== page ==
By Eva Szarek, Ph.D., and Jeffrey Hung, Ph.D.
The Vectors derived from adeno-associated virus (AAV) provide promising gene delivery vehicles that can be used effectively in large-scale productions for preclinical target identification/validation studies, or used in large animal models and clinical trials of human gene therapy.
Why is AAV one of the most promising viral gene transfer vectors? Notably, recombinant adeno-associated virus (rAAV) vectors come in different serotypes (AAV 1–9), each with different tissue tropisms. rAAV provides a high rate of gene transfer efficiency, long-term gene expression, and natural replication deficiency. It is nonpathogenic and does not have the capability of altering biological properties upon integration of the host cell.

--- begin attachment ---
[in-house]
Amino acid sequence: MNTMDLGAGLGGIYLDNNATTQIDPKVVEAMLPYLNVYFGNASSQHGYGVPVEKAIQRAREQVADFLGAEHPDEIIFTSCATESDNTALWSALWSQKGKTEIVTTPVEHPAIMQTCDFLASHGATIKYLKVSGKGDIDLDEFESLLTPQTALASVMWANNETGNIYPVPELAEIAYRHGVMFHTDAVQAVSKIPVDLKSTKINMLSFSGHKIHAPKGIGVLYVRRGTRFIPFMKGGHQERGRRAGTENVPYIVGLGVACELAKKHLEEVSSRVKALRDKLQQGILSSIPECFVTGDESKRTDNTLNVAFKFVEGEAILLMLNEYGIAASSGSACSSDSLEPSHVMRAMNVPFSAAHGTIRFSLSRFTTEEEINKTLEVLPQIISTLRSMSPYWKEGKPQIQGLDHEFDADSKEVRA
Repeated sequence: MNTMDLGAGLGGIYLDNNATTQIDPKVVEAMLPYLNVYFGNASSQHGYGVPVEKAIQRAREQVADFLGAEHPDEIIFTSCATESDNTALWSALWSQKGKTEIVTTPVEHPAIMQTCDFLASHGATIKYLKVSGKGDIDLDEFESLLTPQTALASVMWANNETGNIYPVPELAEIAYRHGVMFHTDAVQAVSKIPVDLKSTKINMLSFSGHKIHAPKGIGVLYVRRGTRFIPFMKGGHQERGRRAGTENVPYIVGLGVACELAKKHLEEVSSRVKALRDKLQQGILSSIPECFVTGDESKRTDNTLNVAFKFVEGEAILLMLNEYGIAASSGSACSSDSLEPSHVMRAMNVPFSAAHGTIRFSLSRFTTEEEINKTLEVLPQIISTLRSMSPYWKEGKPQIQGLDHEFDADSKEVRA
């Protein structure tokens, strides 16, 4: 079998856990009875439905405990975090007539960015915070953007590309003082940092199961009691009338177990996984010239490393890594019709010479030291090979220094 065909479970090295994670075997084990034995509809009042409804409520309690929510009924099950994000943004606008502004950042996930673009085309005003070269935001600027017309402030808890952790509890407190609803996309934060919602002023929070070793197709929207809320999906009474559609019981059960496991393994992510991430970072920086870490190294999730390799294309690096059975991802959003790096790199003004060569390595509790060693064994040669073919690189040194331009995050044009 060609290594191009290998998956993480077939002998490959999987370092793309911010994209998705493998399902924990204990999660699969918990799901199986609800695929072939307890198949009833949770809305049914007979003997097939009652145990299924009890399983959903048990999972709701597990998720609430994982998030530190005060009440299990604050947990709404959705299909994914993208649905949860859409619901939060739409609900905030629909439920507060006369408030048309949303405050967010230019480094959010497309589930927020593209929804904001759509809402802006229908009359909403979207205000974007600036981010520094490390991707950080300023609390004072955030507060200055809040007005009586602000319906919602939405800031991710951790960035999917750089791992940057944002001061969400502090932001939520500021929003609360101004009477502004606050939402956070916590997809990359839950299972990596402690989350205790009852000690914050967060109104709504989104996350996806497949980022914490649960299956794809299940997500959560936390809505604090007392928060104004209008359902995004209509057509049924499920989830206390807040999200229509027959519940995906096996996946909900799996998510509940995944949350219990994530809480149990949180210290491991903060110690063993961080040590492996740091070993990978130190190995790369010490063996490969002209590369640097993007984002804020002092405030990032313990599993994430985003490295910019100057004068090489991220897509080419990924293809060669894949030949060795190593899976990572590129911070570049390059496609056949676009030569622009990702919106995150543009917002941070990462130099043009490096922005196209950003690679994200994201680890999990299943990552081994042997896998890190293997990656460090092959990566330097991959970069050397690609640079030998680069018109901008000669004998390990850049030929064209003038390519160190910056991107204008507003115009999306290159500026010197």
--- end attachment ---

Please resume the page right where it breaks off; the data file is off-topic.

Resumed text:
However, achieving preclinical efficacy testing, especially in large animal models and toxicology studies, requires vector quantities that simply cannot be produced in a laboratory setting or in most research-grade vector core facilities. Current methods for transfection require use of adherent HEK 293 cell cultures, expanded by preparing multiple culture plates. Ideally, a single large-scale suspension culture would be a replacement for multiple culture plates.
In this tutorial, we examine some of the currently available schemes used in generating rAAV from suspension cultures, and describe what it takes to achieve scalable rAAV production.